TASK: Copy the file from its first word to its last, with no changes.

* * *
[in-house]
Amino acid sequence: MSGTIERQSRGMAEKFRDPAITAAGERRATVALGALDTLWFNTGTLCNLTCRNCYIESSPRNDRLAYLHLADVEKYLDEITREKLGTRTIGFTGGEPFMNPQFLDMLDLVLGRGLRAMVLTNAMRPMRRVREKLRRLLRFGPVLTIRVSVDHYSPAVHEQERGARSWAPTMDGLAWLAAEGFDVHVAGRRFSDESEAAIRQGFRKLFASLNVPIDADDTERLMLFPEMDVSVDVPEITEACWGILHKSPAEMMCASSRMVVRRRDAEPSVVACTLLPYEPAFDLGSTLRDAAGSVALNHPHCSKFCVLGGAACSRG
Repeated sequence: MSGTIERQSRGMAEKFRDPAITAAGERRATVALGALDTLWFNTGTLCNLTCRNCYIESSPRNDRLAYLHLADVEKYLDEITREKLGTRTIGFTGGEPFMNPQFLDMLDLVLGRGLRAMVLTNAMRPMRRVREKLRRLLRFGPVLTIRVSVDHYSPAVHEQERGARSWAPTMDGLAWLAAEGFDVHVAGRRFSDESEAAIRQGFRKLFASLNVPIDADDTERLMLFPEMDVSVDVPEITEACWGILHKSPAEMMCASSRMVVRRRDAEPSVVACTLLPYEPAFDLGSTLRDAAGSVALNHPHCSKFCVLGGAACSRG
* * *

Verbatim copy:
[in-house]
Amino acid sequence: MSGTIERQSRGMAEKFRDPAITAAGERRATVALGALDTLWFNTGTLCNLTCRNCYIESSPRNDRLAYLHLADVEKYLDEITREKLGTRTIGFTGGEPFMNPQFLDMLDLVLGRGLRAMVLTNAMRPMRRVREKLRRLLRFGPVLTIRVSVDHYSPAVHEQERGARSWAPTMDGLAWLAAEGFDVHVAGRRFSDESEAAIRQGFRKLFASLNVPIDADDTERLMLFPEMDVSVDVPEITEACWGILHKSPAEMMCASSRMVVRRRDAEPSVVACTLLPYEPAFDLGSTLRDAAGSVALNHPHCSKFCVLGGAACSRG
Repeated sequence: MSGTIERQSRGMAEKFRDPAITAAGERRATVALGALDTLWFNTGTLCNLTCRNCYIESSPRNDRLAYLHLADVEKYLDEITREKLGTRTIGFTGGEPFMNPQFLDMLDLVLGRGLRAMVLTNAMRPMRRVREKLRRLLRFGPVLTIRVSVDHYSPAVHEQERGARSWAPTMDGLAWLAAEGFDVHVAGRRFSDESEAAIRQGFRKLFASLNVPIDADDTERLMLFPEMDVSVDVPEITEACWGILHKSPAEMMCASSRMVVRRRDAEPSVVACTLLPYEPAFDLGSTLRDAAGSVALNHPHCSKFCVLGGAACSRG